In case you missed it, IBM recently created the world’s smallest stop-motion film using individual atoms. In order to create this film they used a scanning tunneling microscope to move thousands of carbon monoxide molecules (two atoms stacked on top of each other), all in pursuit of making a movie so small it can be seen only when you magnify it 100 million times.
The reason why IBM spent time creating this short stop-motion film is because they wanted to bring to light research they are doing in the field of atomic memory. IBM has created a great presentation titled “Is This The End Of Moore’s Law?” that shares what atomic memory is all about.
Just what is Moore’s law you might ask? Allow me to give you a refresher!
Moore’s law is the observation that silicon transistors shrink to half their size every two years. This means that you can fit twice as many transistors on a chip every two years, which translates into storing twice as much data. In today’s times we are at the point where 1 billion transistors can fit on a single chip (you can buy one of these chips for roughly $100).
As we are at the point where fitting more than 1 billion transistors on a chip is becoming increasingly difficult, the question that comes to mind is “when will Moore’s law end?” Well, many scientists predict it to end as early as 2013 or long after 2020.
But there is one limit that is very clear and finite. From a physics perspective, Moore’s law ends at the individual atom. Physically speaking, there is no way we can get smaller than that. So, instead of taking existing bit storage (the smallest unit of measurement used to quantify computer data… think a binary value of 1 and 0) and making it smaller — IBM scientists have taken a new approach.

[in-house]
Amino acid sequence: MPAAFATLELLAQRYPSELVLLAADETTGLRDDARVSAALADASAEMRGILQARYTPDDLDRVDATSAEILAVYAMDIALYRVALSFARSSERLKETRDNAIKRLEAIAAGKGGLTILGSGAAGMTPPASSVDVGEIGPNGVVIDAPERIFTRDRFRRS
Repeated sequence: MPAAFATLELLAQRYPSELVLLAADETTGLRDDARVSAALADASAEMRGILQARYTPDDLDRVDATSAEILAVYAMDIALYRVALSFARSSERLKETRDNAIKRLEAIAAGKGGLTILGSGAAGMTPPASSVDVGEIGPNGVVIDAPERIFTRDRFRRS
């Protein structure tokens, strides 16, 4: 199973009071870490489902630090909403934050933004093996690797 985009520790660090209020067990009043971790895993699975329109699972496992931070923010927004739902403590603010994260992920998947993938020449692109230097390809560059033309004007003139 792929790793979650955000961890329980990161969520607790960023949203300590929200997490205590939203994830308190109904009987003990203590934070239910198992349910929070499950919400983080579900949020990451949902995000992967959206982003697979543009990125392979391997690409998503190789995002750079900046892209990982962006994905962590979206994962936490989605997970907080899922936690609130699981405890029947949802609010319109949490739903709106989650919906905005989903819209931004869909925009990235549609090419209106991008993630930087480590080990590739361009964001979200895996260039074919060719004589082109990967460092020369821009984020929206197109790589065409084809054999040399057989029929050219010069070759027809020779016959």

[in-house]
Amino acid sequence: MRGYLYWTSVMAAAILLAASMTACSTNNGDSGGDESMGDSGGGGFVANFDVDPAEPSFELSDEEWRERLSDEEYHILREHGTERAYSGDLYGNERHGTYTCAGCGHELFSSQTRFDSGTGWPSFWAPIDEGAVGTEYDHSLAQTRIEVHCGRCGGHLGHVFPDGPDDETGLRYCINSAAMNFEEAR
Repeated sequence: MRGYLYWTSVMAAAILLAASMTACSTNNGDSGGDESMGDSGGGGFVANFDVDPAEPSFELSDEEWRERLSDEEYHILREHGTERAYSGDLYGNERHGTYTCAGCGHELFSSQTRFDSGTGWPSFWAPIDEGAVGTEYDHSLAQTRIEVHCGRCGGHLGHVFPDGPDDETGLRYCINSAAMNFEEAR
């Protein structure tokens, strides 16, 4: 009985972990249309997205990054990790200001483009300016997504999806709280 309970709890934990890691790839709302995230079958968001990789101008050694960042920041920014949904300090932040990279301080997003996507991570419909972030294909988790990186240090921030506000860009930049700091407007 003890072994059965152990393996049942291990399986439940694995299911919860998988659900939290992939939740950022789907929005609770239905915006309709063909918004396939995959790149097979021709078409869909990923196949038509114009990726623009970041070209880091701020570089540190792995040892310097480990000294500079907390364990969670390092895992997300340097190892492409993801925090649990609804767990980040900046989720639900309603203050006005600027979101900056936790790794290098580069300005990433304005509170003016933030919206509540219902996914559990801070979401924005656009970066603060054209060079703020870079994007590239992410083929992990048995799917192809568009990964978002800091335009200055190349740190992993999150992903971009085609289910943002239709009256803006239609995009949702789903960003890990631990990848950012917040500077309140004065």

They are going back to the drawing board and started at the absolute smallest starting point, the individual atom. Today storage solutions require 1 million atoms to store 1 bit of information. IBM research has shown, however, that the smallest number of atoms require for bit storage is only 12!
That is 100,000 times smaller than today’s commercial state-of-the-art bit storage.
So, the question now becomes why does this matter to me? Well, it means, in IBM’s own words, that we will go from being able to store two movies on your iPad to storing every single movie ever produced. You read that right! This would mean storage would no longer be an issue and gadgets could become even smaller.
IBM has stated that for now, the 12-atom bit only lives in the lab. They have predicted that this technology will likely be seen in commercial applications in about 10 to 30 years. So, maybe the 15th generation iPad will be able to store every single movie ever produced…. who knows!